Listening to Bernie Worrell play keyboards was like taking a trip into outer space. Sure, he spent the better of a career perfecting, dissecting and retooling all manners of groove. But at his best, Worrell took flight. The sounds he created left earthbound rhythm behind and went bouncing around the cosmos, unfurling in waves and textures that were distinctly his own.
Take the way his synthesizer work on the Talking Heads classic Burning Down the House blasted through the melody like a theremin at the song’s conclusion or examine his early ‘70s work with Funkadelic, George Clinton’s evil twin counterpart band to Parliament that threw funk into a psychedelic blender. Better still, give a listen to the scores of other projects he has been a part of, from world beat sessions with Fela Kuti to collaborations with former Lexington groove troupe Catawampus Universe. Worrell was always the player that knocked a groove or a melody on its ear with a progressive charge that was orchestral in its expansiveness, elemental in its sense of soul and unendingly playful in its sentiment.
Best of all, Worrell’s appeal was remarkably diverse. As one of the chief musical architects in Clinton’s Parliament ranks, he helped refine funk music for R&B crowds. Witness the still exquisite party anthem Flash Light for proof. But for artsy, post new wave audiences, there was his work with Talking Heads – specifically, the headier groove experiments on 1983’s Speaking in Tongues and the landmark concert film Stop Making Sense made from the record’s subsequent tour. Worrell played Lexington with both bands in 1977 and 1983, respectively.
But his best local viewing came through a series of club shows in the late ‘90s at the long-defunct Lynagh’s Music Club with his Woo Warriors band. Worrell may not have been in prizefighting form at those performances as he so clearly was in Stop Making Sense. But the club appearances, executed as career overviews of sorts, were ripe with animation and invention that presented Worrell without the Clinton sideshow of his Parliament-Funkadelic years.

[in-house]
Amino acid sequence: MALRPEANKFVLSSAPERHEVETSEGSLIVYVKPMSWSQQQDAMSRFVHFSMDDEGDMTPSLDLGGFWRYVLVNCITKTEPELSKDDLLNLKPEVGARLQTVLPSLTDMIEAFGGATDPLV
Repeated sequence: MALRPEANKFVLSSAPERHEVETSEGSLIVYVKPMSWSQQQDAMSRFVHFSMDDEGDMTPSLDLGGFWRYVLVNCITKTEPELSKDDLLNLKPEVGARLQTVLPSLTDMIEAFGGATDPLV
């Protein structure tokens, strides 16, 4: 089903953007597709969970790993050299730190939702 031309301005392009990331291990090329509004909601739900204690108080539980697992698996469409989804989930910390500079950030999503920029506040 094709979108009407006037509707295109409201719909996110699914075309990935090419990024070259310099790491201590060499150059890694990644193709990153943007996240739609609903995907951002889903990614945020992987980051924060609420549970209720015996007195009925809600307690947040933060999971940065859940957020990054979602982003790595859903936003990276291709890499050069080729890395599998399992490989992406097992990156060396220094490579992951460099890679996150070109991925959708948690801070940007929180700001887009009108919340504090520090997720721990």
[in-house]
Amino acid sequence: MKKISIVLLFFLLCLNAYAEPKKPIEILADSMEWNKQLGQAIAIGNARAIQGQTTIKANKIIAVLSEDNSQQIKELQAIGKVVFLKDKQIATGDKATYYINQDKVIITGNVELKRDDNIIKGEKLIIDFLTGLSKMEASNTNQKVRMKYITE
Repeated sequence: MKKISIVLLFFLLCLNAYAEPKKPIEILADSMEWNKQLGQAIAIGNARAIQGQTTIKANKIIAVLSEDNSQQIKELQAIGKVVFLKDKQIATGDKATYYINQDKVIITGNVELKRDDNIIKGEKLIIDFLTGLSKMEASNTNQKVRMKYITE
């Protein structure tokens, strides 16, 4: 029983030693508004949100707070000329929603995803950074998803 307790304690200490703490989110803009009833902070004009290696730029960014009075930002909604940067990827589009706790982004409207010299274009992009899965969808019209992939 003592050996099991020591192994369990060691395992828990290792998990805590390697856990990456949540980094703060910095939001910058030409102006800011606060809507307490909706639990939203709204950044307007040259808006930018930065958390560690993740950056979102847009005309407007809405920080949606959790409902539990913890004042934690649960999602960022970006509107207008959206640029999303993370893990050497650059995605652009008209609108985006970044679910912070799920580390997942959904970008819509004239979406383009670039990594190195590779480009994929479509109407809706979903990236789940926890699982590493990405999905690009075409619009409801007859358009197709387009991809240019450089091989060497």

Lexington also provided a famed non-appearance for the keyboardist. Having been recruited by Chrissie Hynde for the Pretenders’ underrated 1986 comeback album Get Close, Worrell and bassist T.M. Stevens were sacked from the band just prior to its January 1987 performance at Memorial Coliseum with Iggy Pop. Hynde even held court for two days of rehearsals at the venue to work in replacements.
All of these adventures added up to an unrelenting original voice – so much so that when news broke of Worrell’s death yesterday at age 72, the tune I reached for first was the live version of Crosseyed and Painless that served as the finale to Stop Making Sense. It began with sunshine and psychedelia then jumped lines into the most feverish funk Talking Heads ever recorded. Worrell isn’t even that present as a soloist on the performance. But listen to the groove and all the profound color surrounding it. That’s where you heard him – in the engine room making the music soar like a rocketship.